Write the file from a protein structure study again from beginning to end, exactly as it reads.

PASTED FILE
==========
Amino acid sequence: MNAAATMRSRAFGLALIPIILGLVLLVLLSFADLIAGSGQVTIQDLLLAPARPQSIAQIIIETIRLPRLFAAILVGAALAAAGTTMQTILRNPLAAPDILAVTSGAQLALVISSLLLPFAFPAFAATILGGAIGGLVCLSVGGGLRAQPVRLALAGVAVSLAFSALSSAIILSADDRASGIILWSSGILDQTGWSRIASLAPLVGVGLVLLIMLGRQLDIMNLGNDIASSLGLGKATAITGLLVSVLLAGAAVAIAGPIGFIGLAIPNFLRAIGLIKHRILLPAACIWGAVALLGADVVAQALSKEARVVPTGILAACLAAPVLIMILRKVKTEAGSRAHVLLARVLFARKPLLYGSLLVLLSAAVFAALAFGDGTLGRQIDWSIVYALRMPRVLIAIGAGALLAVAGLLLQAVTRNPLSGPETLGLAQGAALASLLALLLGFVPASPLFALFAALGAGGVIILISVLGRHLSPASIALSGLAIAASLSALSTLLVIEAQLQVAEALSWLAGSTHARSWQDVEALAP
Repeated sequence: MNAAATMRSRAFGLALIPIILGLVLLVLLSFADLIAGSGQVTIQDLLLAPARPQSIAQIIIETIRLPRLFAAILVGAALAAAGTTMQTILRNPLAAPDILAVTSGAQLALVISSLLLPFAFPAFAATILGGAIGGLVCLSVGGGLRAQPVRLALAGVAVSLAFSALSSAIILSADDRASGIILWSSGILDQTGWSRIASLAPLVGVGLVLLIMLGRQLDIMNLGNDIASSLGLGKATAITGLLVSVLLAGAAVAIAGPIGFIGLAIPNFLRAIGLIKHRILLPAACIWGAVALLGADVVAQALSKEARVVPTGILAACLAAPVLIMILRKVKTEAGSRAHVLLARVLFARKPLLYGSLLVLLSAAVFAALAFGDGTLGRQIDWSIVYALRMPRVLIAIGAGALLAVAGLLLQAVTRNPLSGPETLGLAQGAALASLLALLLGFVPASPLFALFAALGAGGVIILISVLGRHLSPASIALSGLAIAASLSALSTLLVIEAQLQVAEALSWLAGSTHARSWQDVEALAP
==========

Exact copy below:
Amino acid sequence: MNAAATMRSRAFGLALIPIILGLVLLVLLSFADLIAGSGQVTIQDLLLAPARPQSIAQIIIETIRLPRLFAAILVGAALAAAGTTMQTILRNPLAAPDILAVTSGAQLALVISSLLLPFAFPAFAATILGGAIGGLVCLSVGGGLRAQPVRLALAGVAVSLAFSALSSAIILSADDRASGIILWSSGILDQTGWSRIASLAPLVGVGLVLLIMLGRQLDIMNLGNDIASSLGLGKATAITGLLVSVLLAGAAVAIAGPIGFIGLAIPNFLRAIGLIKHRILLPAACIWGAVALLGADVVAQALSKEARVVPTGILAACLAAPVLIMILRKVKTEAGSRAHVLLARVLFARKPLLYGSLLVLLSAAVFAALAFGDGTLGRQIDWSIVYALRMPRVLIAIGAGALLAVAGLLLQAVTRNPLSGPETLGLAQGAALASLLALLLGFVPASPLFALFAALGAGGVIILISVLGRHLSPASIALSGLAIAASLSALSTLLVIEAQLQVAEALSWLAGSTHARSWQDVEALAP
Repeated sequence: MNAAATMRSRAFGLALIPIILGLVLLVLLSFADLIAGSGQVTIQDLLLAPARPQSIAQIIIETIRLPRLFAAILVGAALAAAGTTMQTILRNPLAAPDILAVTSGAQLALVISSLLLPFAFPAFAATILGGAIGGLVCLSVGGGLRAQPVRLALAGVAVSLAFSALSSAIILSADDRASGIILWSSGILDQTGWSRIASLAPLVGVGLVLLIMLGRQLDIMNLGNDIASSLGLGKATAITGLLVSVLLAGAAVAIAGPIGFIGLAIPNFLRAIGLIKHRILLPAACIWGAVALLGADVVAQALSKEARVVPTGILAACLAAPVLIMILRKVKTEAGSRAHVLLARVLFARKPLLYGSLLVLLSAAVFAALAFGDGTLGRQIDWSIVYALRMPRVLIAIGAGALLAVAGLLLQAVTRNPLSGPETLGLAQGAALASLLALLLGFVPASPLFALFAALGAGGVIILISVLGRHLSPASIALSGLAIAASLSALSTLLVIEAQLQVAEALSWLAGSTHARSWQDVEALAP